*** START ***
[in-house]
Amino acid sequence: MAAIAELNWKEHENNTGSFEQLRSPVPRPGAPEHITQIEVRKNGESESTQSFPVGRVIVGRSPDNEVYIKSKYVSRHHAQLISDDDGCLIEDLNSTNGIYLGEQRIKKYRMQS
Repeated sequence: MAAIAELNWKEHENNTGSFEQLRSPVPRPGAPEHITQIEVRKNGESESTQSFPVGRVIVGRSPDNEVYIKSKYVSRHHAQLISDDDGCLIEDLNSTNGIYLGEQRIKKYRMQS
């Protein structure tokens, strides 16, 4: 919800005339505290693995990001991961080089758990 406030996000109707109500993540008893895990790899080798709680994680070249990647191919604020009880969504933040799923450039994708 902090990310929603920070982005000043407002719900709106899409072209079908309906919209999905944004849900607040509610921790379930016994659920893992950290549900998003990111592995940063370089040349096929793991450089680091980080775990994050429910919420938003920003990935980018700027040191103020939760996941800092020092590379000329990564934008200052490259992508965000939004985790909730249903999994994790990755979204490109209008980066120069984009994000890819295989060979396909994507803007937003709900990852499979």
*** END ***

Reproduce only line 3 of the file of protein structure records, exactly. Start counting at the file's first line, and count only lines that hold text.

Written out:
Repeated sequence: MAAIAELNWKEHENNTGSFEQLRSPVPRPGAPEHITQIEVRKNGESESTQSFPVGRVIVGRSPDNEVYIKSKYVSRHHAQLISDDDGCLIEDLNSTNGIYLGEQRIKKYRMQS